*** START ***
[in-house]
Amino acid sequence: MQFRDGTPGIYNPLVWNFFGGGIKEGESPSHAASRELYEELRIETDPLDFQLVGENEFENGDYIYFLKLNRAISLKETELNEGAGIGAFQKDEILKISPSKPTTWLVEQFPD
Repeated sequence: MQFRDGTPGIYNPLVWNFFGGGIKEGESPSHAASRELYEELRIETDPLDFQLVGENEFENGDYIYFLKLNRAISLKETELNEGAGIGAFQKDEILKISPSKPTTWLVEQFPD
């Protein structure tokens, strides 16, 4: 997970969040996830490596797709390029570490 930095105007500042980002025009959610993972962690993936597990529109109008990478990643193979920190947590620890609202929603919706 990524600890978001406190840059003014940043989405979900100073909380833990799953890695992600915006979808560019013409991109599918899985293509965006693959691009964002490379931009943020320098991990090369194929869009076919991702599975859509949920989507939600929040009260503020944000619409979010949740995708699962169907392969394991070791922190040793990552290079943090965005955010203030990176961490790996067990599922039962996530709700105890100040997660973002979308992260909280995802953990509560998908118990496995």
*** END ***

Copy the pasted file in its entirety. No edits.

[in-house]
Amino acid sequence: MQFRDGTPGIYNPLVWNFFGGGIKEGESPSHAASRELYEELRIETDPLDFQLVGENEFENGDYIYFLKLNRAISLKETELNEGAGIGAFQKDEILKISPSKPTTWLVEQFPD
Repeated sequence: MQFRDGTPGIYNPLVWNFFGGGIKEGESPSHAASRELYEELRIETDPLDFQLVGENEFENGDYIYFLKLNRAISLKETELNEGAGIGAFQKDEILKISPSKPTTWLVEQFPD
């Protein structure tokens, strides 16, 4: 997970969040996830490596797709390029570490 930095105007500042980002025009959610993972962690993936597990529109109008990478990643193979920190947590620890609202929603919706 990524600890978001406190840059003014940043989405979900100073909380833990799953890695992600915006979808560019013409991109599918899985293509965006693959691009964002490379931009943020320098991990090369194929869009076919991702599975859509949920989507939600929040009260503020944000619409979010949740995708699962169907392969394991070791922190040793990552290079943090965005955010203030990176961490790996067990599922039962996530709700105890100040997660973002979308992260909280995802953990509560998908118990496995």